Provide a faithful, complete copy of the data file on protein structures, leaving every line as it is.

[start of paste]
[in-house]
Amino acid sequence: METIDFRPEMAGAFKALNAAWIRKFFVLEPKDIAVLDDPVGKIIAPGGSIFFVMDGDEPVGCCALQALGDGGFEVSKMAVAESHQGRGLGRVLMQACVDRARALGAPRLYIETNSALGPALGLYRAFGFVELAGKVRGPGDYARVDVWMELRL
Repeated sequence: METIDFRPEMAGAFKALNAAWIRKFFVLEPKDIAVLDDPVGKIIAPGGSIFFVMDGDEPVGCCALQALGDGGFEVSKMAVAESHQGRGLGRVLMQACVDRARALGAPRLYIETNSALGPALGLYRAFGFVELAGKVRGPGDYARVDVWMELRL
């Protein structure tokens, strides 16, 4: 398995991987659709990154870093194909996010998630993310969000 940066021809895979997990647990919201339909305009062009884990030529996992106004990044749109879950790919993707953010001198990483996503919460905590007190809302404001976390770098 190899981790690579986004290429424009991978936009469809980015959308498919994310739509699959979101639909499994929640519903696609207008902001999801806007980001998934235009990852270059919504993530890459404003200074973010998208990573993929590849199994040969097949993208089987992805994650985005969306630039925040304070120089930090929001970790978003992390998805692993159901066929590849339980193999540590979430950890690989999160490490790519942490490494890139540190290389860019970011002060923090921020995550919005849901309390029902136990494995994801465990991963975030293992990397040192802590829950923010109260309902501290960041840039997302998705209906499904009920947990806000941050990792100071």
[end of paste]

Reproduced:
[in-house]
Amino acid sequence: METIDFRPEMAGAFKALNAAWIRKFFVLEPKDIAVLDDPVGKIIAPGGSIFFVMDGDEPVGCCALQALGDGGFEVSKMAVAESHQGRGLGRVLMQACVDRARALGAPRLYIETNSALGPALGLYRAFGFVELAGKVRGPGDYARVDVWMELRL
Repeated sequence: METIDFRPEMAGAFKALNAAWIRKFFVLEPKDIAVLDDPVGKIIAPGGSIFFVMDGDEPVGCCALQALGDGGFEVSKMAVAESHQGRGLGRVLMQACVDRARALGAPRLYIETNSALGPALGLYRAFGFVELAGKVRGPGDYARVDVWMELRL
């Protein structure tokens, strides 16, 4: 398995991987659709990154870093194909996010998630993310969000 940066021809895979997990647990919201339909305009062009884990030529996992106004990044749109879950790919993707953010001198990483996503919460905590007190809302404001976390770098 190899981790690579986004290429424009991978936009469809980015959308498919994310739509699959979101639909499994929640519903696609207008902001999801806007980001998934235009990852270059919504993530890459404003200074973010998208990573993929590849199994040969097949993208089987992805994650985005969306630039925040304070120089930090929001970790978003992390998805692993159901066929590849339980193999540590979430950890690989999160490490790519942490490494890139540190290389860019970011002060923090921020995550919005849901309390029902136990494995994801465990991963975030293992990397040192802590829950923010109260309902501290960041840039997302998705209906499904009920947990806000941050990792100071």